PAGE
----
George Floyd's tragic death may have been the catalyst for the protests currently happening around the world, but for many—including E! host Nina Parker—the fight for justice extends beyond his case.
"This is not something that's gonna be over in two weeks," Parker told Ria Ciuffo and Fran Mariano on their Chicks in the Office podcast. "As we've talked about living with COVID-19, this is also something now...like, things are not gonna go back to normal. Our 'normal' that we had before this is done. So, you might as well get involved any way that you can because if you want things to get better, it's gonna start, literally, with you."
Parker has used her platform to speak out about Floyd's death and longstanding issues like racism and police brutality, also providing Daily Pop and Nightly Pop viewers with resources and information that could help them get involved with organizations such as Black Lives Matter. But as she explained on the Barstool Sports podcast, it's important that the allyship people are currently engaging in is maintained in the future.
"When we look at the history books, we look at the '50s and '60s when we were talking about integration and segregation and you see those posters and you see black people walking through this line and you see people yelling at them and pointing at them—this is like that!" Parker expressed. "Like, what side of history do you want to be on? When our kids look back and see this and you look like a fool 'cause you didn't say something, or because you just didn't want to create a wave, this is not the time."
She continued, "This is complete civil unrest from generations of mistreatment, and if you think now is a time to be quiet and post about scones, I don't know what to tell you."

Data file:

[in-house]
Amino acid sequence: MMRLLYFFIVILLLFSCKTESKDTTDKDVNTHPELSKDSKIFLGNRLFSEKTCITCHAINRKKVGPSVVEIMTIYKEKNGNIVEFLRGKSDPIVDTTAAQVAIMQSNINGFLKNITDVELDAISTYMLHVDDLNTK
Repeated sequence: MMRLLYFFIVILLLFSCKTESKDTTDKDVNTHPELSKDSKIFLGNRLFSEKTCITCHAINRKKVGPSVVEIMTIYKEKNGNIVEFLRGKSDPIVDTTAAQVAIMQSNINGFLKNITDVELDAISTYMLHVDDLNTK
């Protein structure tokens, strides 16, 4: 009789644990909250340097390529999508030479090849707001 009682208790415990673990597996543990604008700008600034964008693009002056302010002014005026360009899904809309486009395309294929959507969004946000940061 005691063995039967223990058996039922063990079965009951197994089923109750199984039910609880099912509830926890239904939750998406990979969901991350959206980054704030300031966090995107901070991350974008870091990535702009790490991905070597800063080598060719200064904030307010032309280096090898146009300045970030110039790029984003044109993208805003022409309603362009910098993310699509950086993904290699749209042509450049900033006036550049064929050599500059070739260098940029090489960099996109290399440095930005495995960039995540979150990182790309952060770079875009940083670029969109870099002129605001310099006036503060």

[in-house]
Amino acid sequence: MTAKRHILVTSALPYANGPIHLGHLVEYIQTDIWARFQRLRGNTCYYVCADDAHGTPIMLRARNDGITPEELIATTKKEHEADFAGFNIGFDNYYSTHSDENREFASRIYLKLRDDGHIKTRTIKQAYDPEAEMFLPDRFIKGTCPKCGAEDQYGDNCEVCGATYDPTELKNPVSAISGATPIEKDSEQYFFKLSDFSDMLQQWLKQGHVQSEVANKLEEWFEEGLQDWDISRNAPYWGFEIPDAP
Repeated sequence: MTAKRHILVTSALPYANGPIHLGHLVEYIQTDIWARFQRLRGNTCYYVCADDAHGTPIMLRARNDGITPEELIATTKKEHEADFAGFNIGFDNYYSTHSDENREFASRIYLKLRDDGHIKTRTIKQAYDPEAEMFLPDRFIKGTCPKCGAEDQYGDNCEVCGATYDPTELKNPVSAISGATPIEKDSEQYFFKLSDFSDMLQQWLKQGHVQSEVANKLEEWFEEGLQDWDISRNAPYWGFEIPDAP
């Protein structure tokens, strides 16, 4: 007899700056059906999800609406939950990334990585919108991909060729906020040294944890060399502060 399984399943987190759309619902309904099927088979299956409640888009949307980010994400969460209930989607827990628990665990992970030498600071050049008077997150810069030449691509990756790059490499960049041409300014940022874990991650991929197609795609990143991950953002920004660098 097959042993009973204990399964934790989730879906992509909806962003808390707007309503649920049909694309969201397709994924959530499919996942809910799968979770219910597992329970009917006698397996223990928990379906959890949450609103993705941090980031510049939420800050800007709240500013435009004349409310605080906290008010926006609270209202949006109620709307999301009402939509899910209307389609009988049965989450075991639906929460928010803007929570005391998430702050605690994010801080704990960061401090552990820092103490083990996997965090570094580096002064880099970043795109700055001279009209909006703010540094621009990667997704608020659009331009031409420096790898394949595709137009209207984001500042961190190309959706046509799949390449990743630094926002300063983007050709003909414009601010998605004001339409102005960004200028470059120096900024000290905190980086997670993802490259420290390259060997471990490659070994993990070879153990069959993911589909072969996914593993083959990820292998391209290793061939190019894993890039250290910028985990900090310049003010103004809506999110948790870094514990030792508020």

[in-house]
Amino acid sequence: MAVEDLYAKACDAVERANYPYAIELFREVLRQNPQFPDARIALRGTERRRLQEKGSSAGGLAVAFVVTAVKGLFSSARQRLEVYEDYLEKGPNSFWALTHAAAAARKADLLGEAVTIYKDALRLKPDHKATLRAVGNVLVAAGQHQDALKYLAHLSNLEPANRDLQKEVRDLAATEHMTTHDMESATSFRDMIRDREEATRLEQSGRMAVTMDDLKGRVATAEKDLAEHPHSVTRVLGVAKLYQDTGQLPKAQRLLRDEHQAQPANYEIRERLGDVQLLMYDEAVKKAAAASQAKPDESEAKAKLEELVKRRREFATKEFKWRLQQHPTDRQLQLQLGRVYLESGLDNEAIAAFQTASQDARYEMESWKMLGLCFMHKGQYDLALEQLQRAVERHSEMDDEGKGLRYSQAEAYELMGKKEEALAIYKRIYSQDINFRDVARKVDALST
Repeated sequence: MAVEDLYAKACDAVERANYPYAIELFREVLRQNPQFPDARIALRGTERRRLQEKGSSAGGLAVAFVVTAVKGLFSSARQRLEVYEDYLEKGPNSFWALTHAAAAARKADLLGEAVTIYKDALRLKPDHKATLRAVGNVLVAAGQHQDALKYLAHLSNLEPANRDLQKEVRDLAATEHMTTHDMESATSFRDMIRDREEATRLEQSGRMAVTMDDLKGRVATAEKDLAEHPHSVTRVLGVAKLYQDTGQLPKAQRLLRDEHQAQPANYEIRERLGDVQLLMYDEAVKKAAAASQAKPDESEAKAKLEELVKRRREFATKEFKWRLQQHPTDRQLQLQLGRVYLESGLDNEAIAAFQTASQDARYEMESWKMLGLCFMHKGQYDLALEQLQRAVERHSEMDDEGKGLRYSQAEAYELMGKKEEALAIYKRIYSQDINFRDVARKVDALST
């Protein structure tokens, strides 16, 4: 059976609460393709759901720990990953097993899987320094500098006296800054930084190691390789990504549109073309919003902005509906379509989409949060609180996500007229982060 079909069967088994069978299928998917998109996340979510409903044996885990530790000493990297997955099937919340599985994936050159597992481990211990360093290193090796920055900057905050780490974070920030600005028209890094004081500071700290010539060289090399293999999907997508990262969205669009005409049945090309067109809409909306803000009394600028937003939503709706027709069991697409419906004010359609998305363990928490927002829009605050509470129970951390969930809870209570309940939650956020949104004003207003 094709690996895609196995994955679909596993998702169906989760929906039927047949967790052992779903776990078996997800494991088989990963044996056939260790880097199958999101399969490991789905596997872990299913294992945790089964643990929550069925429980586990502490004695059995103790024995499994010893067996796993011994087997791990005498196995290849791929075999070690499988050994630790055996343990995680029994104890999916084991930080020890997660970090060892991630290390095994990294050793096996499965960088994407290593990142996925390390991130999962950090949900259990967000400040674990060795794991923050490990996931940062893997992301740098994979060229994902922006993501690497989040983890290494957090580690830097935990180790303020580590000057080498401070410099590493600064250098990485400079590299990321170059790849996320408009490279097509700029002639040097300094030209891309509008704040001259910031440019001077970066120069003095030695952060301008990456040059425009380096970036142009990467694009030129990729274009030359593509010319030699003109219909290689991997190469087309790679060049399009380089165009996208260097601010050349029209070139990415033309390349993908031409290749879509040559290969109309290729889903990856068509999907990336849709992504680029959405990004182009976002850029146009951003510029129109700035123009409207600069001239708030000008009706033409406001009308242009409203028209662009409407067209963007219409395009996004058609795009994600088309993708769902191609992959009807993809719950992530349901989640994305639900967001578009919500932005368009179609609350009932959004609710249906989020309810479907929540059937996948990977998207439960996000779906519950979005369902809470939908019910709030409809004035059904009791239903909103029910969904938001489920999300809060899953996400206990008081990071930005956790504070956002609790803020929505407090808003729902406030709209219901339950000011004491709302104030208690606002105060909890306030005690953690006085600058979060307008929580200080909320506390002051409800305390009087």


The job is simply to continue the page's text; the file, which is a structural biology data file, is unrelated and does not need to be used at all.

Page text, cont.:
But it's not too late to become an ally. Parker provided a starting point for those who aren't sure what they can to help beyond signing petitions or donating to organizations.
"Like, what do you feel as a human being? You say what happens to George Floyd was unacceptable? Post it," she said. "If you say, 'I stand with everybody being treated equally and I stand against oppression,' post that. Start simple. Start at the simplest place."
Doing this, according to Parker, may result in expressions of contempt from followers, family members or friends; however, "that's where you're gonna get your strength from," she added.
"If someone is racist and intent on misunderstanding you, they don't give a s--t what you post. And that's the point," Parker explained, which, for her, also applies to those who counter "black lives matter" with "all lives matter."
"I don't understand...if all lives matter to people, why are you not as upset as I am? If my life matters as much as yours, why aren't you more upset with how people are being treated?" Parker said. "So it's obviously used to be divisive. And that's what people are upset about. People aren't upset about the words, people are upset about the way that it's used to be divisive when people are saying, 'Don't kill us.'"